On Sunday night, he went out with the reggaeton singer known as El Sujeto and baseball announcer and TV personality Jhoel Lopez to Dial, a bar and cafe that started as an arm of a luxury auto-detailing business across the street.
In recent years, Dial turned from a site where people relaxed as their cars were cleaned to a hotspot where Dominican celebrities eat and drink, often alongside people with fortunes of dubious origin.
Dial sits in a wealthy and relatively safe section of Santo Domingo, but the Dominican Republic is one of the world's most dangerous countries.
The murder rate stands at 12.5 killings per 100,000 people, placing the Dominican Republic in the top 10 to 15% of the most violent countries in the world, according to the U.S. State Department.
There were 1,353 reported killings in 2018, compared with 1,561 in 2017 and 1,616 in 2016, the department said.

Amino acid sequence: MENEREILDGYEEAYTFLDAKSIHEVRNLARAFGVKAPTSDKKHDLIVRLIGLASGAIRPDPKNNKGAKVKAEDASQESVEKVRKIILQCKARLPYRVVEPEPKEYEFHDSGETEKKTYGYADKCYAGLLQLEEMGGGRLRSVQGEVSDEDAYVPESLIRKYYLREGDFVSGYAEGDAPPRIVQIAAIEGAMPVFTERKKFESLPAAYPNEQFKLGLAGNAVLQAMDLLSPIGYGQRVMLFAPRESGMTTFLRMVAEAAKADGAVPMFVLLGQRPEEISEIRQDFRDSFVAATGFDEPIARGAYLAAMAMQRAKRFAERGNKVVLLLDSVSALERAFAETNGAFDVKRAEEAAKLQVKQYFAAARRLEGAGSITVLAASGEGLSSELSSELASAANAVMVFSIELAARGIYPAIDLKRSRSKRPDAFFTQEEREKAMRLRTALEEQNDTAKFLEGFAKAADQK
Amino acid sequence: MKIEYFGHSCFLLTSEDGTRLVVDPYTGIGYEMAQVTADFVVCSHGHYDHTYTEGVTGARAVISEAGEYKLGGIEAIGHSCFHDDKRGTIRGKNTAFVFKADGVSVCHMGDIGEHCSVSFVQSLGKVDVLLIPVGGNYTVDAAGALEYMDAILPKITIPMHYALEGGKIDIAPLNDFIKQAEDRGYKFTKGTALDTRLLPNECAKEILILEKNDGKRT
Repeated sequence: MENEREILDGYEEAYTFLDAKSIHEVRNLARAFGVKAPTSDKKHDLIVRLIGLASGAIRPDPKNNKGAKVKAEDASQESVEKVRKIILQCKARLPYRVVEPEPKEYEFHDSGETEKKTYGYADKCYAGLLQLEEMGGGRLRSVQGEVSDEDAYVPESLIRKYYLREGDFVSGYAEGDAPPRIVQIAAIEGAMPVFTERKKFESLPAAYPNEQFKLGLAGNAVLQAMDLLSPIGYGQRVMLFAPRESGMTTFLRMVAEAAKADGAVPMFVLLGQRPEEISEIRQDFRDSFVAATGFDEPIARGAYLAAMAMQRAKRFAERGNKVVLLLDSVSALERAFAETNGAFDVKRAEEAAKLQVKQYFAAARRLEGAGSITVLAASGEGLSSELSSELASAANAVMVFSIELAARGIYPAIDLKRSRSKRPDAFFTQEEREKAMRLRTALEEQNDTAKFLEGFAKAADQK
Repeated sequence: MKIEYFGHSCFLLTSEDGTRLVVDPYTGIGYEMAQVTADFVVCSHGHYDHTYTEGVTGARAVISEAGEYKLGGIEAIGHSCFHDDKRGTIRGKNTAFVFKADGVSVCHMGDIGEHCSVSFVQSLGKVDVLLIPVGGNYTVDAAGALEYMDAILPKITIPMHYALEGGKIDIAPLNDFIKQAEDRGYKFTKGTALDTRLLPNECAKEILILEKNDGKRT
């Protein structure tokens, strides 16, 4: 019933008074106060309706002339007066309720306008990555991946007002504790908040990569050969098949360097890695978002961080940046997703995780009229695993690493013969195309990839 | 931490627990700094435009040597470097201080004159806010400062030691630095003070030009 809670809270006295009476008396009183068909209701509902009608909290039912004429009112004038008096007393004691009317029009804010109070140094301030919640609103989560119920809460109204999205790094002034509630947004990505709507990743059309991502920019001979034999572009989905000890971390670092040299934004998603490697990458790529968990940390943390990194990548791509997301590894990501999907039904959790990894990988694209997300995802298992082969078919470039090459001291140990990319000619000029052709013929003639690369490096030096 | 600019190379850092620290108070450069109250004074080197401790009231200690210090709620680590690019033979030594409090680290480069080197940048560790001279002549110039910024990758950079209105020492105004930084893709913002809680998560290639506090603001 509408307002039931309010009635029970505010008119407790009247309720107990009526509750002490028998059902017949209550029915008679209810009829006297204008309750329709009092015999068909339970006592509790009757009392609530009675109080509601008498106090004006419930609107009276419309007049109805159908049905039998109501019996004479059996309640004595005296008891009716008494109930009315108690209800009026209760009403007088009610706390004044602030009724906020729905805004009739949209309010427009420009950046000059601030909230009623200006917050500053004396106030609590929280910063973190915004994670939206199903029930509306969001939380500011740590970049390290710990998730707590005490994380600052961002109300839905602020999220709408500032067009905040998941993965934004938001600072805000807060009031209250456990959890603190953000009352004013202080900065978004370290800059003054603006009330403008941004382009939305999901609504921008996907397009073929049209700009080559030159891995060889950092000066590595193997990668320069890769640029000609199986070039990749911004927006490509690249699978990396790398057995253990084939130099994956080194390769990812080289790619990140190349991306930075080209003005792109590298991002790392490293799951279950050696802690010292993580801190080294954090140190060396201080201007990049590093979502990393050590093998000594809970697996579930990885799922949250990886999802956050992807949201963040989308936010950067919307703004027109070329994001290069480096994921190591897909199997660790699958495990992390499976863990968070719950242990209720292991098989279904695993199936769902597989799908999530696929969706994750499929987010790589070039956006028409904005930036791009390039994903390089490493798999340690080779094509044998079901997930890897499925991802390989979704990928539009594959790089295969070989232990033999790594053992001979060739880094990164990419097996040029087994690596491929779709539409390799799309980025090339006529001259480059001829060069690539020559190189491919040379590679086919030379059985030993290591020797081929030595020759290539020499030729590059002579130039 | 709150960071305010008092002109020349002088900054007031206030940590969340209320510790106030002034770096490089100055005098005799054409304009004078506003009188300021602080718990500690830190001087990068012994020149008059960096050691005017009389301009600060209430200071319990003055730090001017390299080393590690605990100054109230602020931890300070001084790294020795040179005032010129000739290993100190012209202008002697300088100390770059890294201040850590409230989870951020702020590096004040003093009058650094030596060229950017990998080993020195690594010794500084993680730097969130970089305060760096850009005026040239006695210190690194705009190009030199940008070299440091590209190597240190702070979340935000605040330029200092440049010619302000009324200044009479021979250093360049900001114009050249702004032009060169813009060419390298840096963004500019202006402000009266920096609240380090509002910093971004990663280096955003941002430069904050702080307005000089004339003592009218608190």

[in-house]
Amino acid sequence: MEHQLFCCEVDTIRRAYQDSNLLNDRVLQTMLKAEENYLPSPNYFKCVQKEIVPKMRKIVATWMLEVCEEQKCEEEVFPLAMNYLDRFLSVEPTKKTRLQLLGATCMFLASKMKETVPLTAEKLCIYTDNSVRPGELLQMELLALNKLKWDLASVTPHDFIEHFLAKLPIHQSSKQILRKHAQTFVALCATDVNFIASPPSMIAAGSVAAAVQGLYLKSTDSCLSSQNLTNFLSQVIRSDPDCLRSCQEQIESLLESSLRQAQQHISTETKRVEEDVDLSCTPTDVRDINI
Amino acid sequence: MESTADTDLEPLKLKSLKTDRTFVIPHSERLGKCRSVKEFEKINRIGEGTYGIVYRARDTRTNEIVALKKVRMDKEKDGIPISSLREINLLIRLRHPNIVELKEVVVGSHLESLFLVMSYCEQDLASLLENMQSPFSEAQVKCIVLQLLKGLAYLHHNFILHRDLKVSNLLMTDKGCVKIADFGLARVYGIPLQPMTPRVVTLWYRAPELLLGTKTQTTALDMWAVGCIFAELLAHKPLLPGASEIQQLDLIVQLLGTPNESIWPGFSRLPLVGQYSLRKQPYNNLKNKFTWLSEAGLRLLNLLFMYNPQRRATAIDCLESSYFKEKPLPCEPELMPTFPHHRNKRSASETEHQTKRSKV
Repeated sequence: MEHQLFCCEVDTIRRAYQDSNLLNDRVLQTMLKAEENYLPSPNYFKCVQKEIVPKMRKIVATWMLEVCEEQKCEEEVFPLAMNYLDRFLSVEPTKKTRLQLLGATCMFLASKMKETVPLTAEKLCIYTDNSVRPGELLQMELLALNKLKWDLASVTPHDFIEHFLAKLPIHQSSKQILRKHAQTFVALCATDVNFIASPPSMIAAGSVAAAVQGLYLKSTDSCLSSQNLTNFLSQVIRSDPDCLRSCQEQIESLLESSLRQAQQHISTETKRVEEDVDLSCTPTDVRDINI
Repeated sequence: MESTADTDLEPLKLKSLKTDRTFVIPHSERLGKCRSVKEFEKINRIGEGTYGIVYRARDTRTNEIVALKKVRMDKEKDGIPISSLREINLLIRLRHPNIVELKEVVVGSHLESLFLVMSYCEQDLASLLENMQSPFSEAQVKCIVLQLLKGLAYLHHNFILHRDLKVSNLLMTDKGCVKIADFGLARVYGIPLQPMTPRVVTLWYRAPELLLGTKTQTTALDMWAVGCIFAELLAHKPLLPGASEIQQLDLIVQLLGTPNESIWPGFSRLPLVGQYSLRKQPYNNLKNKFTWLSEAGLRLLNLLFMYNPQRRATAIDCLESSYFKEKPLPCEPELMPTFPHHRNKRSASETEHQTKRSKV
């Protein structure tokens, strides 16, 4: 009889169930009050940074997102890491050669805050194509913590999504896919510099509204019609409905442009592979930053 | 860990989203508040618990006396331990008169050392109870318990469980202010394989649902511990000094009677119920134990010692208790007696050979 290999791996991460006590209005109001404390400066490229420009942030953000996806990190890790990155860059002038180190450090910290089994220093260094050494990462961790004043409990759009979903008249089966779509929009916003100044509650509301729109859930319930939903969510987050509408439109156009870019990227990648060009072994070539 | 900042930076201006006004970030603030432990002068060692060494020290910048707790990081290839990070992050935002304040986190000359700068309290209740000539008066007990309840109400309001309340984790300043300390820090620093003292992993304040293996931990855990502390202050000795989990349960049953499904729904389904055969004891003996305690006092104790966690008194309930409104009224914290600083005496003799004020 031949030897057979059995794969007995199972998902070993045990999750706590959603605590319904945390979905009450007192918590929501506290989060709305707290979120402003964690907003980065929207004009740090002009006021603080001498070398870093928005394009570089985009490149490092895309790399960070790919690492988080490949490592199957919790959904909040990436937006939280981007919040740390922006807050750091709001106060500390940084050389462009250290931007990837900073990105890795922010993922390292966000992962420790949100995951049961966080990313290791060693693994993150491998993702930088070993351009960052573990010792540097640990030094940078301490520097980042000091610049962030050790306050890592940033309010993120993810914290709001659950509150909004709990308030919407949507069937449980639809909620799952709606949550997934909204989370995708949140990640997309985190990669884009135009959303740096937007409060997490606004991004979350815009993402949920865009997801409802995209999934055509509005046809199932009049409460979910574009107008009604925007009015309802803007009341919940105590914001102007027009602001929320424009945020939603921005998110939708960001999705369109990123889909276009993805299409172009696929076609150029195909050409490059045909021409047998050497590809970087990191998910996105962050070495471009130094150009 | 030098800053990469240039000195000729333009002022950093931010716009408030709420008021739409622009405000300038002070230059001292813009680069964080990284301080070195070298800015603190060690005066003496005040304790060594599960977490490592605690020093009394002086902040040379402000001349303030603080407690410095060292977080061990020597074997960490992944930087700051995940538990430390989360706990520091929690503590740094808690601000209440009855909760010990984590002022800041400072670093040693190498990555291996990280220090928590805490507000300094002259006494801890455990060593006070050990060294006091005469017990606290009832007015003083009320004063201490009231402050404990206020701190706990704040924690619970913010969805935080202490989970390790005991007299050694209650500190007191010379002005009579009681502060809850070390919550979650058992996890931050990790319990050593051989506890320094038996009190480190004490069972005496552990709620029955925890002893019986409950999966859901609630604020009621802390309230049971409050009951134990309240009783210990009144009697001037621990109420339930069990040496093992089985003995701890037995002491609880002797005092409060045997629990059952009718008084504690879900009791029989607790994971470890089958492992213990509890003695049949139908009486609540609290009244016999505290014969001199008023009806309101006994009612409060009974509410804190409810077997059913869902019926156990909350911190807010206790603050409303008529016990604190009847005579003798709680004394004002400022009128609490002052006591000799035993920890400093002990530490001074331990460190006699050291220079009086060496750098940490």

Last year, 2,145 people were wounded with guns, a slight decrease from 2017, according to the Dominican Republic's Citizen Security Observatory.
An OSAC report said the Dominican Republic also faces serious problems with drug trafficking and money laundering, adding: "This situation is worse due to a lack of law enforcement resources, poorly paid and trained police officers and rampant corruption."
This year, the government increased the maximum penalty to 40 years for those found guilty of kidnapping someone while brandishing an illegal weapon or killing someone while committing another crime.